The six-foot woman, carved in pale stone, wears a peaked headdress, circular earrings and the wide hip belt and kneepads of an ancient Mesoamerican athlete. Her expression is fierce, her pose triumphant. In her right hand, she grips the severed head of a sacrificial victim by the hair.

The sculpture is the first life-size representation of a ritual ballplayer found to date in the Huasteca, a tropical region spanning parts of several states along the Gulf Coast of Mexico.

Like virtually every other Mesoamerican society, the inhabitants of the Huasteca played what is simply known today as “the ballgame,” in the time before the Spanish conquest. Despite its name and ties to modern soccer, this game was more sacred rite than sport.

For the players, who bounce a solid, dangerously heavy rubber ball off their hips, it was a means of communing with the gods, one that sometimes culminated in human sacrifice.

The ballplayer will be among the most important artifacts in an exhibit, “Ancient Huasteca Women: Goddesses, Warriors and Governors,” at the National Museum of Mexican Art in Chicago, opening Friday. This is the first time the piece, which was discovered by landowners about 50 years ago near Álamo, Veracruz, has been on public display.

“A lot of people who study ancient Mesoamerica will be shocked when they see this piece,” said Cesáreo Moreno, the museum’s visual arts director and chief curator.

“It is a totally atypical sculpture,” said David Antonio Morales, an archaeologist with the National Institute of Anthropology and History in Veracruz, who stumbled upon it last November when he was visiting private collections.

He contacted María Eugenia Maldonado, one of the few archaeologists specializing in the pre-Columbian past of the Huasteca. At first, she didn’t think the figure could be real. It would be the first stone sculpture of a ballplayer found in the region, the first female ballplayer and the first at this scale holding a decapitated head.

“It’s putting all the elements into a single sculpture that had never been seen together before,” she said. “That is the importance of this sculpture.”

Kim N. Richter, a historian of pre-Columbian art at the Getty Research Institute in Los Angeles and an expert on female statues from the region, had not seen the piece. It “would be really important because we don’t have any monumental sculptures of ballplayers in the Huasteca to date, male or female,” she said. “So that would be a huge discovery in itself.”

In the Classic Period (A.D. 200 to 950), “all we have are ceramic figurines that are about this big,” she continued in a video call, holding her hands about a foot apart. “They’re beautiful, they’re exquisite, but to have something in stone would be really remarkable.”

The piece has yet another unique element that Dr. Maldonado discovered as she sketched it. “I realized that below the head of the decapitated person there is a glyph that is possibly the name of the person whose head was cut off,” she said. Names took the form of a sign and a number signified by circles: It appears the individual was known as Four Death.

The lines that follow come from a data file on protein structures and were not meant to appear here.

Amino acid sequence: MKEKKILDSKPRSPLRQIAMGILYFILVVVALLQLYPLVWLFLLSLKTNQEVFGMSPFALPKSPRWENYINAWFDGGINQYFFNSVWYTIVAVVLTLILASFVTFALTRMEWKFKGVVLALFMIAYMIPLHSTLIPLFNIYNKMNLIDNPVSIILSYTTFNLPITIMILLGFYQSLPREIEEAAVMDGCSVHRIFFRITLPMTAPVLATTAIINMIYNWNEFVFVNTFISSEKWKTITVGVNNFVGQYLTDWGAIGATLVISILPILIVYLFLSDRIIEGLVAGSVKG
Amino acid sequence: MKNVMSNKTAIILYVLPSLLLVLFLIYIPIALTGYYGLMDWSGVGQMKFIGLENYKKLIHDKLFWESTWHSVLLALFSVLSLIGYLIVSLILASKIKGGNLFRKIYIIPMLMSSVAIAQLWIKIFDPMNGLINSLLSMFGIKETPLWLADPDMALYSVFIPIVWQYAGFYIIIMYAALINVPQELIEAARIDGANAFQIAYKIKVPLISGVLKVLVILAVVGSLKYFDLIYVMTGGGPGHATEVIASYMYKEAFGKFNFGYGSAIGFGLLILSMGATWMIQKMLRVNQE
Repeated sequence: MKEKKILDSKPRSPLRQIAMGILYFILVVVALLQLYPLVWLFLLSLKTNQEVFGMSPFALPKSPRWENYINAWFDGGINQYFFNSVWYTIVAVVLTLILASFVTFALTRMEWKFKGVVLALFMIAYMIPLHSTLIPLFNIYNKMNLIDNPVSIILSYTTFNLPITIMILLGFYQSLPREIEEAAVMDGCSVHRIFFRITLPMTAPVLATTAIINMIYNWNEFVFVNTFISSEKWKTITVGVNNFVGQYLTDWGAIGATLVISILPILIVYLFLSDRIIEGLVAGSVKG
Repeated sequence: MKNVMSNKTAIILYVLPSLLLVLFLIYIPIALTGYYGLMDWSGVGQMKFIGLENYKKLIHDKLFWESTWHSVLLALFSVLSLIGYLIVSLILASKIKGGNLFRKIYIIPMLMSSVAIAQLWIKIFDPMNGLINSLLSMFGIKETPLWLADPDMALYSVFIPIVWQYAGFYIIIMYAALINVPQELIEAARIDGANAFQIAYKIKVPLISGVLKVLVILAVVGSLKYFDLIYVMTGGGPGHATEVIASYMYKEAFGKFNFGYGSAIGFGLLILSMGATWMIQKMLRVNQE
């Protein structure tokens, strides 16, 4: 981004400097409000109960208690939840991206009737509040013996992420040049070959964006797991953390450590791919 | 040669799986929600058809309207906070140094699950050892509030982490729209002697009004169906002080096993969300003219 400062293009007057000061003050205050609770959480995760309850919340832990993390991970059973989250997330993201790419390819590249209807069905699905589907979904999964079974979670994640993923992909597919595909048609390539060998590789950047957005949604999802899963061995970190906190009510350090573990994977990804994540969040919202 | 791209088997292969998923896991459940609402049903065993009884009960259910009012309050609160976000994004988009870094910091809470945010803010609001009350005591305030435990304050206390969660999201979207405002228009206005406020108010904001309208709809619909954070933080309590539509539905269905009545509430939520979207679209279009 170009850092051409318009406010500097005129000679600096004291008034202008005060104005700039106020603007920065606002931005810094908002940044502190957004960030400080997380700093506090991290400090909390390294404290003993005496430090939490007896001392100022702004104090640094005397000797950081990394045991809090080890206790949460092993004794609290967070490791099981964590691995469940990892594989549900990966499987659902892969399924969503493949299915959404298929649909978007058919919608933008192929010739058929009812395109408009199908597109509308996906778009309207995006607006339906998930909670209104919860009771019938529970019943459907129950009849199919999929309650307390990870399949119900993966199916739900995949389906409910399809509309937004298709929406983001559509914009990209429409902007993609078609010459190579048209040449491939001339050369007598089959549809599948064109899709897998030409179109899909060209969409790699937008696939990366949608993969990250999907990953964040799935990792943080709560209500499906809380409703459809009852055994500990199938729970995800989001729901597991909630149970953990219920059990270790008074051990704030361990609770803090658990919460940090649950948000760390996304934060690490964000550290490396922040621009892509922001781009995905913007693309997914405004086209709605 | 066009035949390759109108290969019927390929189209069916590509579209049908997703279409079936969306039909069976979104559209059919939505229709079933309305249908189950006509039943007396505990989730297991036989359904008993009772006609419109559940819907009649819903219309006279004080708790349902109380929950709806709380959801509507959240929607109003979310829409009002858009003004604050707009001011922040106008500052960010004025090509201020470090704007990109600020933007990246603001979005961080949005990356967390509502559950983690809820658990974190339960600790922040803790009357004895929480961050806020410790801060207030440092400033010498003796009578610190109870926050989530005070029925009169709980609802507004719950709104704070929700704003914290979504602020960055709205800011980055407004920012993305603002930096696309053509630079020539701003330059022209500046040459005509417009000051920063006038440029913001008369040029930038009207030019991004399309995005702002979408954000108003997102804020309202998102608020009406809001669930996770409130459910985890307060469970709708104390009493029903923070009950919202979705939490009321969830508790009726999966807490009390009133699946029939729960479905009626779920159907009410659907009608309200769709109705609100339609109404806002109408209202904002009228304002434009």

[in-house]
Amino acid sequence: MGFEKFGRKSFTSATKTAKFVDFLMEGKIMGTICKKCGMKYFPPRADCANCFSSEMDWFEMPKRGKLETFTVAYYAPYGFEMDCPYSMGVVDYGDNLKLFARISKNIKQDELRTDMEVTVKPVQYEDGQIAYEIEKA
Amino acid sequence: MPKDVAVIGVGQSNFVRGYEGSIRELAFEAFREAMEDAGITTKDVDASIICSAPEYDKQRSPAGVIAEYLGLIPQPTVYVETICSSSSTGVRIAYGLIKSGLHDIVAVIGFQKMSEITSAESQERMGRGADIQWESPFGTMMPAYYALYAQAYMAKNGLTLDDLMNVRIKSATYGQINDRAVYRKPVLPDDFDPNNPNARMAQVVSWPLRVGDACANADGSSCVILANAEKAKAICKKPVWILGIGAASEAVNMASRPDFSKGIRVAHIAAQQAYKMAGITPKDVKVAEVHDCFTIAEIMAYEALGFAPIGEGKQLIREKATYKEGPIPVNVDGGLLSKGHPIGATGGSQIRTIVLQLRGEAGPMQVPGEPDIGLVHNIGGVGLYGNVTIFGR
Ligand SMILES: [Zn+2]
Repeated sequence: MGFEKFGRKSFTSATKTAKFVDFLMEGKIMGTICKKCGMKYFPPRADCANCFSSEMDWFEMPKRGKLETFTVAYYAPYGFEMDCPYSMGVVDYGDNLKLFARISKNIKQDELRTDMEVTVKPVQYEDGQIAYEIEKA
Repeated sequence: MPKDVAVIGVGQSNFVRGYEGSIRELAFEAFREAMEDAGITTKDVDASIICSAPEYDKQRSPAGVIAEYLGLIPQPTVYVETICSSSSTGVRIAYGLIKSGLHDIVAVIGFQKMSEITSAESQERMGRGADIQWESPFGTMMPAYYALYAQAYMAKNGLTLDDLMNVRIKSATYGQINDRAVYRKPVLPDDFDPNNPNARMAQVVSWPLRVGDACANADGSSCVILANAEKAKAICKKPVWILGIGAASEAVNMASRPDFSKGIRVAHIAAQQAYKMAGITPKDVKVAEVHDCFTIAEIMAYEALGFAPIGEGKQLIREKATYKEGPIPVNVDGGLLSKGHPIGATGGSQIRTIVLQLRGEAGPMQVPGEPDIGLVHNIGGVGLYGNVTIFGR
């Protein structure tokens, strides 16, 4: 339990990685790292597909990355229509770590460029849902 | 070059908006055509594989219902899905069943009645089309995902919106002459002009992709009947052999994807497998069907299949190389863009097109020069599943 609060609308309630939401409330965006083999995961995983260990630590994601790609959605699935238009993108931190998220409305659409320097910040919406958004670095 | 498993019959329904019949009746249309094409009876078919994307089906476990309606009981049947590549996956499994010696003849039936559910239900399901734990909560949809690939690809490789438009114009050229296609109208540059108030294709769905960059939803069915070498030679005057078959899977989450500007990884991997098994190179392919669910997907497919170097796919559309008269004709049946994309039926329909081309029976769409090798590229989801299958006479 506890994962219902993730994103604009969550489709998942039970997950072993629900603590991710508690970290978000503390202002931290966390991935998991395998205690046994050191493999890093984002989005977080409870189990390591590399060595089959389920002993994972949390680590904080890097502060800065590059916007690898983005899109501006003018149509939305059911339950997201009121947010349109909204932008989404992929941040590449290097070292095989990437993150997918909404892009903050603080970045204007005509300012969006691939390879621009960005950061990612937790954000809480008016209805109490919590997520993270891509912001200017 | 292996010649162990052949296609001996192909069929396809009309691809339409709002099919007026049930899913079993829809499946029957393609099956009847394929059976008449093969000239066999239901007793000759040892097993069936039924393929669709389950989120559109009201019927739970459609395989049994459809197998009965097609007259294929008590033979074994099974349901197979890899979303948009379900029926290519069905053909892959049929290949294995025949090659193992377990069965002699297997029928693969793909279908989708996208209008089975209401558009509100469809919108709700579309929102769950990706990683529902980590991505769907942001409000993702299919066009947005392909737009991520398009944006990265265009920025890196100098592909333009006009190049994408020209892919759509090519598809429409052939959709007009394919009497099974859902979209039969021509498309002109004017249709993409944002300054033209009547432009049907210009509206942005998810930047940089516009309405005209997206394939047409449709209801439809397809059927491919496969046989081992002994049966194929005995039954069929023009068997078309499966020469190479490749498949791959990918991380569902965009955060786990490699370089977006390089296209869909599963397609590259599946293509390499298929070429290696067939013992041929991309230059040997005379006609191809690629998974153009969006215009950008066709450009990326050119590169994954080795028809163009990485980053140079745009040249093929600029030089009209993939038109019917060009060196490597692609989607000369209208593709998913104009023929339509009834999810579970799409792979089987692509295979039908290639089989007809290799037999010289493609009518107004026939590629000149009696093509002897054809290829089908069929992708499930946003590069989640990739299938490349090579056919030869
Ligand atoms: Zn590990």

“It’s not an anonymous symbol of a sacrificial ritual,” Mr. Moreno said. “It is actually somebody who existed, a person whose head she’s holding.”

Dr. Maldonado says she hopes the exhibition, with 100 artifacts, will challenge what she calls “superficial” interpretations of women’s roles that have riddled scholarship of the region. For decades, archaeologists have described sculptures of men as individuals in positions of power, like priests or rulers. They’ve tended to brush aside sculptures of women as images of a fertility goddess.

“The sculptures that you find in most of the museums here in Mexico, they interpret these sculptures as the deity Tlazolteotl,” she said.

But Dr. Maldonado thinks there’s too much variety in the sculptures to represent a single character. One piece depicts a bare-breasted woman with intricate scarification on her chest and shoulders. Another, with wide eyes and parted lips, known as the Young Woman of Amajac, wears a long skirt, blouse and a headdress that cascades to either side, like a waterfall.

Compared to other Mesoamerican regions, the Huasteca has been neglected for a variety of reasons. In the 19th and 20th centuries, countless artifacts were excavated by oil prospectors and explorers, who sold or kept them without proper documentation.

In recent years, cartel violence has made excavations difficult. “People who had worked there for 40 years left and haven’t been back,” Dr. Richter said.

With limited funds, the archaeological priority has often been cultures that built the impressive stone pyramids that attract millions of tourists every year.

Dr. Maldonado says she hopes this exhibition will help promote scholarship on the Huasteca, and foster a sense of pride in its Indigenous inhabitants. She is taking lessons in Tenek, a regional language, which her teacher has told her the local children are increasingly ashamed to speak.

“I think this should also help people to see that somebody else, even outside of Mexico, is interested in their culture,” she said.

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